Security researchers at ESET have discovered the first malware that could allow an attacker to reset the PIN of anyone’s phone to permanently lock them out of their own device.
“This ransomware also uses a nasty trick to obtain and preserve Device Administrator privileges so as to prevent uninstallation. This is the first case in which we have observed this aggressive method in Android malware,” the researchers said in a blogpost.
The malware dubbed LockerPin, which spreads via an adult entertainment app called Porn Droid, could change the infected device’s lock screen PIN code and leaves victims with a locked mobile screen, demanding a $500 ransom.
Researchers said that there was no effective way to regain access to infected devices without losing personal data. Rebooting the device in Safe Mode, uninstalling the offending application and using Android Debug Bridge (ADB) could not solve the problem.
In order to unlock the device to perform factory reset that wipes out all the personal data and apps stored on users device.
According to the researchers, as the lock screen PIN is reset randomly, paying the ransom amount won’t give the users back their device access, because even the attackers don’t know the randomly changed PIN code of their device. This is a novelty among ransomware, usually they do everything possible to unlock the device, up to and including live tech support.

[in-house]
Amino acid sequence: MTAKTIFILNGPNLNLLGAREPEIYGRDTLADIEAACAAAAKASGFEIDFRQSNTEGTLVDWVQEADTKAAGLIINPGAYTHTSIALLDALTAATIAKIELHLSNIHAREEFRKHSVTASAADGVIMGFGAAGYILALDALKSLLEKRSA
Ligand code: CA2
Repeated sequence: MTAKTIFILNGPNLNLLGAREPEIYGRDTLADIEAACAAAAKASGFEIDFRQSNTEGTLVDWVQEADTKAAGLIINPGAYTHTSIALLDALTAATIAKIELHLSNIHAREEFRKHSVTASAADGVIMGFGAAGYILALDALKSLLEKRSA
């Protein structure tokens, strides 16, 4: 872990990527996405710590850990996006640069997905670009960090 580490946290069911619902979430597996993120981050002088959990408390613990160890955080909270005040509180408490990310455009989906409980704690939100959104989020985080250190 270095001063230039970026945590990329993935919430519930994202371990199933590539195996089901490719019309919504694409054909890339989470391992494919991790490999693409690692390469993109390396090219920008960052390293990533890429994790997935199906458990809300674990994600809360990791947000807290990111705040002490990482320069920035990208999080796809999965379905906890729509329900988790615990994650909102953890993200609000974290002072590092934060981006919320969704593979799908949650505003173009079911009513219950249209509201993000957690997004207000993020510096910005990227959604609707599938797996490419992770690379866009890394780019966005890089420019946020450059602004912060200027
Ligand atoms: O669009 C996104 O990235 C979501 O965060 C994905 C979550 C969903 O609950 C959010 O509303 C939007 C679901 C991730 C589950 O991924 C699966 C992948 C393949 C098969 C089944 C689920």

If the ransomware gets installed on anyone’s smartphone, the app first tricks users into granting it device administrator rights. It does so by disguising itself as an “Update patch installation” window.
After gaining the control over phone, the malicious app goes on to change the user’s lock screen PIN code, using a randomly generated number. Though the majority of infected devices are detected within the United States, the researchers have spotted the infections worldwide.
Researchers have suggested that in order to protect our smartphone from the ransomware, please do not install apps outside of the Google Play Store. Similarly, don’t grant administrator privileges to apps unless you truly trust them.